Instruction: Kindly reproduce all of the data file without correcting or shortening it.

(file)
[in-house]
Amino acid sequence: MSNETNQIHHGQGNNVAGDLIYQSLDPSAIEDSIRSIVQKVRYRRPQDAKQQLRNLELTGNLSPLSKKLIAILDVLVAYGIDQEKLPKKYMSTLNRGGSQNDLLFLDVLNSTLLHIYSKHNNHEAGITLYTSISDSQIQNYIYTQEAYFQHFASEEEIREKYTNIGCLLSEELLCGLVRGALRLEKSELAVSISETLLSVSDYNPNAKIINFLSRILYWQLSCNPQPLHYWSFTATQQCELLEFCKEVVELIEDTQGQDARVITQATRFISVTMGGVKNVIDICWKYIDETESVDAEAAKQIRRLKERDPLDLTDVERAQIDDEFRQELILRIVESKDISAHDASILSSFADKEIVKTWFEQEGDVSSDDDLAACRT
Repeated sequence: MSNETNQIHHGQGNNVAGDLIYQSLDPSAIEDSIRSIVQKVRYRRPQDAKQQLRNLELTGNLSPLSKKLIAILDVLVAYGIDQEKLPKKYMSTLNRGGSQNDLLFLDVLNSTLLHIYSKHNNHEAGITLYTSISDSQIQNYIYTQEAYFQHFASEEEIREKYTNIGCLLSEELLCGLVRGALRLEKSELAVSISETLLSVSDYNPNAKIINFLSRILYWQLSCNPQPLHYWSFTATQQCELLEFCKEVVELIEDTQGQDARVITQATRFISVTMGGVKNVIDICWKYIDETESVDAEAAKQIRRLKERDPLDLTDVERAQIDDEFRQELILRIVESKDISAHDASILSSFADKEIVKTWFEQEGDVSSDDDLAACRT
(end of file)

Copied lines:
[in-house]
Amino acid sequence: MSNETNQIHHGQGNNVAGDLIYQSLDPSAIEDSIRSIVQKVRYRRPQDAKQQLRNLELTGNLSPLSKKLIAILDVLVAYGIDQEKLPKKYMSTLNRGGSQNDLLFLDVLNSTLLHIYSKHNNHEAGITLYTSISDSQIQNYIYTQEAYFQHFASEEEIREKYTNIGCLLSEELLCGLVRGALRLEKSELAVSISETLLSVSDYNPNAKIINFLSRILYWQLSCNPQPLHYWSFTATQQCELLEFCKEVVELIEDTQGQDARVITQATRFISVTMGGVKNVIDICWKYIDETESVDAEAAKQIRRLKERDPLDLTDVERAQIDDEFRQELILRIVESKDISAHDASILSSFADKEIVKTWFEQEGDVSSDDDLAACRT
Repeated sequence: MSNETNQIHHGQGNNVAGDLIYQSLDPSAIEDSIRSIVQKVRYRRPQDAKQQLRNLELTGNLSPLSKKLIAILDVLVAYGIDQEKLPKKYMSTLNRGGSQNDLLFLDVLNSTLLHIYSKHNNHEAGITLYTSISDSQIQNYIYTQEAYFQHFASEEEIREKYTNIGCLLSEELLCGLVRGALRLEKSELAVSISETLLSVSDYNPNAKIINFLSRILYWQLSCNPQPLHYWSFTATQQCELLEFCKEVVELIEDTQGQDARVITQATRFISVTMGGVKNVIDICWKYIDETESVDAEAAKQIRRLKERDPLDLTDVERAQIDDEFRQELILRIVESKDISAHDASILSSFADKEIVKTWFEQEGDVSSDDDLAACRT